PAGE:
Lord admitted there were problems with queues as eight of his 19 staff had not turned up on Saturday.
He admitted that he had given a refund to everyone who had asked, but he refused to say how many people had claimed one, saying: “We are dealing with people on an individual basis.”
The Sun Says
High numbers of under-15s have had treatment for injuries such as repetitive strain in the past decade, NHS Digital figures show, while accidents outside have plunged.
Campaigners warned of raising “battery children”.
Education Secretary Damian Hinds is one of many calling for kids to spend more time away from their screens. We heartily back his call — and schools and parents alike should listen.
We reckon climbing trees is a lot more character-building than playing Fortnite.
But Lord added: “There are a lot of people who have told me they have had a fantastic time and their kids have thoroughly enjoyed it.
“We will take everybody’s feedback into consideration and we will act on it.”
Father-of-two Mr Lord who was assisted at the event by his wife Vicky had already sold tickers for two more Fortnite festivals in Spalding and Newark, Nottinghamshire, taking place next month and in April.
But he emailed ticket holders last night to say that his firm had ceased trading and they would be joining his company’s creditors.
The businessman said: “It is with heavy hearts and sadness that we write to our Fortnite Live ticket holders with an update on the Fortnite Live events, organised by Exciting Events Limited.
“Fortnite Live has always been an unofficial event created by Fortnite fans for Fortnite fans, and was designed around children playing the game, with the activities brainstormed by an audience of 10-14 year olds.”
“Yes there were longer than expected entrance and wristband/token queues at the beginning of the day, which caused impatience and frustration for some parents.
Fortnite Live has always been an unofficial event created by Fortnite fans for Fortnite fans
“The organisers worked through the night to address the queuing issue and emailed all of the Sunday Ticket Holders with regards to the refund policy.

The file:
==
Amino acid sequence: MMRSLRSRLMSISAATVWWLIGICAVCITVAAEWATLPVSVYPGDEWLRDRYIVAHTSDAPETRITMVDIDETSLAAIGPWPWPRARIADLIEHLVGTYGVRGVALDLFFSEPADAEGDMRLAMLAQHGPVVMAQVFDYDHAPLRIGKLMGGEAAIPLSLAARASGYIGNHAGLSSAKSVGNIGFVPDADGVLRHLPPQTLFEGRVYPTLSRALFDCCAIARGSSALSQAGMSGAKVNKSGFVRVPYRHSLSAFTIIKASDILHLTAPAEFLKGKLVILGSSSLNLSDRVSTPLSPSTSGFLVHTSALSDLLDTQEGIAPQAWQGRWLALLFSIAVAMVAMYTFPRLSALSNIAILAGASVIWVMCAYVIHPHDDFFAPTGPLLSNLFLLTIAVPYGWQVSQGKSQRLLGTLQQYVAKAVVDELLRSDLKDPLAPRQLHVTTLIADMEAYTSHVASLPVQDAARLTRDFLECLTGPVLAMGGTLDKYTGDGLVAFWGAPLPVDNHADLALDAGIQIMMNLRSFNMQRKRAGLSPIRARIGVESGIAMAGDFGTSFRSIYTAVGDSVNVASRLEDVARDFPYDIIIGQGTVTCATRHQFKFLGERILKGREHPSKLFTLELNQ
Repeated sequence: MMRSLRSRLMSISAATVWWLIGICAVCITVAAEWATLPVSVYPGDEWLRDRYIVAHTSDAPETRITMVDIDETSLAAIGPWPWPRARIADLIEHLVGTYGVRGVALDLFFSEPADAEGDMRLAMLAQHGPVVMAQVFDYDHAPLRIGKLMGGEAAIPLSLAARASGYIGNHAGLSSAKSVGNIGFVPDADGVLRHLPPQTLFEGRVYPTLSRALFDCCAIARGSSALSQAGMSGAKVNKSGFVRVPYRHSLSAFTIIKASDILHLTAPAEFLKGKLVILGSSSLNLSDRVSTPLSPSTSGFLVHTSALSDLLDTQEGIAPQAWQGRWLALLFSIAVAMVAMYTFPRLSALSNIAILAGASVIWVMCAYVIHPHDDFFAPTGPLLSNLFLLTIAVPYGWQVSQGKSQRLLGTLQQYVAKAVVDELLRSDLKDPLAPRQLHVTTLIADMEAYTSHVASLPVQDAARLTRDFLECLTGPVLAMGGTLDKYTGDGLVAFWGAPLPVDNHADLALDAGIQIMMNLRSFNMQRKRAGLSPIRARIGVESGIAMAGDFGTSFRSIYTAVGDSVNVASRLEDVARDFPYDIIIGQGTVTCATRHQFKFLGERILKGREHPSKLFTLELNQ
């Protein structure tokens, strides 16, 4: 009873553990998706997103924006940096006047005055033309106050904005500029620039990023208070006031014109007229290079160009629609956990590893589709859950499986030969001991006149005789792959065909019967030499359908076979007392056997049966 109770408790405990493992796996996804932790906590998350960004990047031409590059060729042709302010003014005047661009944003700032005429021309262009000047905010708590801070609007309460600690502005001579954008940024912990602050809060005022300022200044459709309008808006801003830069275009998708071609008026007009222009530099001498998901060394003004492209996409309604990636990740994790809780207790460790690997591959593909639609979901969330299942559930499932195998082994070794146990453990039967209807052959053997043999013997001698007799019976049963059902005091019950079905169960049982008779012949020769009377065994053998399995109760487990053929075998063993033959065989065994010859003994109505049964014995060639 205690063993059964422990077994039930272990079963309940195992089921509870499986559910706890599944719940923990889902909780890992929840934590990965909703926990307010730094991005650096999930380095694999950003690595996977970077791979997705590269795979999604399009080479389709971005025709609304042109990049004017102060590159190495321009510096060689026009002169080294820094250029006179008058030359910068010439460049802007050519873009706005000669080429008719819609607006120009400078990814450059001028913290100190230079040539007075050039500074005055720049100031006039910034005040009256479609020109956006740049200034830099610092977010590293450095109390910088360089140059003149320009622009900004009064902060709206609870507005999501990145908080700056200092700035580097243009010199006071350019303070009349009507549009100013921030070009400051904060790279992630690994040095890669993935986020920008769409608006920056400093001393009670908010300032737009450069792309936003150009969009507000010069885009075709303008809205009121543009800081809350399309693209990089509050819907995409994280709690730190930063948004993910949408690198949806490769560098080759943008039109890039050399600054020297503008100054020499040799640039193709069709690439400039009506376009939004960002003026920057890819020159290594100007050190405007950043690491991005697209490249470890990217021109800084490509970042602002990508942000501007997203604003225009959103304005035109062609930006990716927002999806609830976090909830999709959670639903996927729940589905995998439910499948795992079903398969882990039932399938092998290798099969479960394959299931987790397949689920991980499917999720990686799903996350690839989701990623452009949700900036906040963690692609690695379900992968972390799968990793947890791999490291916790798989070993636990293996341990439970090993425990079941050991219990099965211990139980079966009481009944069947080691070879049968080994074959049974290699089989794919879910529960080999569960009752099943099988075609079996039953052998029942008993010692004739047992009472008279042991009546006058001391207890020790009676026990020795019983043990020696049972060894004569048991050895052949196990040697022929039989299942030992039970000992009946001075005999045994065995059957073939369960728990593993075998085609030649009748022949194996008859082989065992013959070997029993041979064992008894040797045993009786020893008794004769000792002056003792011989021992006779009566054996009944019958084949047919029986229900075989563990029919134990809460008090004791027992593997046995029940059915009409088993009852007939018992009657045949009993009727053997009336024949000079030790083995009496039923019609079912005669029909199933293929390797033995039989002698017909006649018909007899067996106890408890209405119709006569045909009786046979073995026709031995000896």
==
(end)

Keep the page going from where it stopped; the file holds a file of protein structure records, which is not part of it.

“We also drafted in more staff for the Sunday, providing a speedier entrance and then completely cut out the next queue by offering wristband and tokens to purchase whilst in the entry queue.
“This was successful and Sunday visitors enjoyed a fantastic atmosphere, with less queuing to get into the event.”
Mr Lord said the legal action by Epic Games had forced Exciting Events to shut and parents would have to wait for assets to be cleared before refunds could be issued.
He added: “Epic Games, the owners of Fortnite, have now forced the shut down of the two pre-booked future Fortnite Live events, with the immediate removal of all promotional communication from the public domain, which is why you will have seen all of the Fortnite Live media disappear.
“These proceedings by Epic Games has had a catastrophic impact on the company’s ability to trade, which has forced Exciting Events Limited to cease all trading activities immediately and the director of Exciting Events will now seek to limit the losses to third parties as far as possible.”
Mr Lord said media coverage had failed to mention the “high tech gaming area”, but a member of staff from the event disagreed.
The worker said: “There were just 72 consoles for more than 2,800 people to play. Children were waiting for up to two hours and some had never played the game.
“When they sat down to play they would die and be told to get off instantly, after waiting for so long.”
A spokesperson for Epic Games said: "The quality of our player experience is incredibly important to us, whether it's inside the game or at official public events like last year's Fortnite Pro-Am.
“Epic Games was not in any way associated with the event that took place in Norwich and we've issued a claim against the organisers in the High Court of London."
Source: Read Full Article